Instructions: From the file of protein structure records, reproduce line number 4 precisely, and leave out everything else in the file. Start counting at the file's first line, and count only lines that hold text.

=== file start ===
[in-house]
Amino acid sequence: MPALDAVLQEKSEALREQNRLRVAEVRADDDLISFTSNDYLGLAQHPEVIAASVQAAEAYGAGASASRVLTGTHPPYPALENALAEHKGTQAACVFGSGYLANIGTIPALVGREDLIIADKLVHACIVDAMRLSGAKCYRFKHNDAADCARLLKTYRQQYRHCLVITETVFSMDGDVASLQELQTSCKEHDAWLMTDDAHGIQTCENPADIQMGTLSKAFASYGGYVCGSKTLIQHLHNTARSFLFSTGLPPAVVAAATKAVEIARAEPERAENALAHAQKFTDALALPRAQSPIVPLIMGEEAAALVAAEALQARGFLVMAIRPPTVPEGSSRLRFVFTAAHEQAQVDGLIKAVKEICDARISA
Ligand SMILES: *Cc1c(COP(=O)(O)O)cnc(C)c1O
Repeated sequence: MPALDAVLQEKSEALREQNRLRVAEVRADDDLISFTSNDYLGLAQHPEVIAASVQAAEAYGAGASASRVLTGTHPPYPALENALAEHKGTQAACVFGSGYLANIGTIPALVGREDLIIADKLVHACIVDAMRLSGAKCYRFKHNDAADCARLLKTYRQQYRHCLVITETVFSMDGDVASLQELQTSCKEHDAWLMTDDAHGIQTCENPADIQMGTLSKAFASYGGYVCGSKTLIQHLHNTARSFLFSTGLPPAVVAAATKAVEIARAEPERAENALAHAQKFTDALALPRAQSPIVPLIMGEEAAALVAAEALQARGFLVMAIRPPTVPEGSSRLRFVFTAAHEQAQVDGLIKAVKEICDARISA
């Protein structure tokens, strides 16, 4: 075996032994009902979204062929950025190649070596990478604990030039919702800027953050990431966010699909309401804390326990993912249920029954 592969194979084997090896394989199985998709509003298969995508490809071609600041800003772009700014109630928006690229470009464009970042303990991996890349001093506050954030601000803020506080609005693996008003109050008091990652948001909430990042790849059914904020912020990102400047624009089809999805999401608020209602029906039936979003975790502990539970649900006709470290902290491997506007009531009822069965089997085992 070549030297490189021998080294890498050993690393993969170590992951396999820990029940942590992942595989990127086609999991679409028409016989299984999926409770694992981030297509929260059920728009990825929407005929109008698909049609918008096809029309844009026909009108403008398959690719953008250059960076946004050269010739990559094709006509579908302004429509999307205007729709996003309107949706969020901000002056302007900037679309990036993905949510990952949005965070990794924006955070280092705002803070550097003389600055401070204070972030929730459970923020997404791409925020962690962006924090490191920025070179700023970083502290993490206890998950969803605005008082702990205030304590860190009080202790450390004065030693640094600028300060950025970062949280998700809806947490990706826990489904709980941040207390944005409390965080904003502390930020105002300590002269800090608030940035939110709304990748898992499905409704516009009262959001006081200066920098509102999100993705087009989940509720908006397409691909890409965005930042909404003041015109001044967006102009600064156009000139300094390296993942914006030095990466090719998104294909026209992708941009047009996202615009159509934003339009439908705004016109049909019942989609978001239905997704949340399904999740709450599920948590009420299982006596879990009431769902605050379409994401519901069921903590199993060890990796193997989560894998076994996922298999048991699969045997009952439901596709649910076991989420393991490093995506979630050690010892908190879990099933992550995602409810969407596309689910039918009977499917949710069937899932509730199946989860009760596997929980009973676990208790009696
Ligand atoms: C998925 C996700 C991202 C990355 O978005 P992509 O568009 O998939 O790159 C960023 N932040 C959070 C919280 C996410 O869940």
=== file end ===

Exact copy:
Repeated sequence: MPALDAVLQEKSEALREQNRLRVAEVRADDDLISFTSNDYLGLAQHPEVIAASVQAAEAYGAGASASRVLTGTHPPYPALENALAEHKGTQAACVFGSGYLANIGTIPALVGREDLIIADKLVHACIVDAMRLSGAKCYRFKHNDAADCARLLKTYRQQYRHCLVITETVFSMDGDVASLQELQTSCKEHDAWLMTDDAHGIQTCENPADIQMGTLSKAFASYGGYVCGSKTLIQHLHNTARSFLFSTGLPPAVVAAATKAVEIARAEPERAENALAHAQKFTDALALPRAQSPIVPLIMGEEAAALVAAEALQARGFLVMAIRPPTVPEGSSRLRFVFTAAHEQAQVDGLIKAVKEICDARISA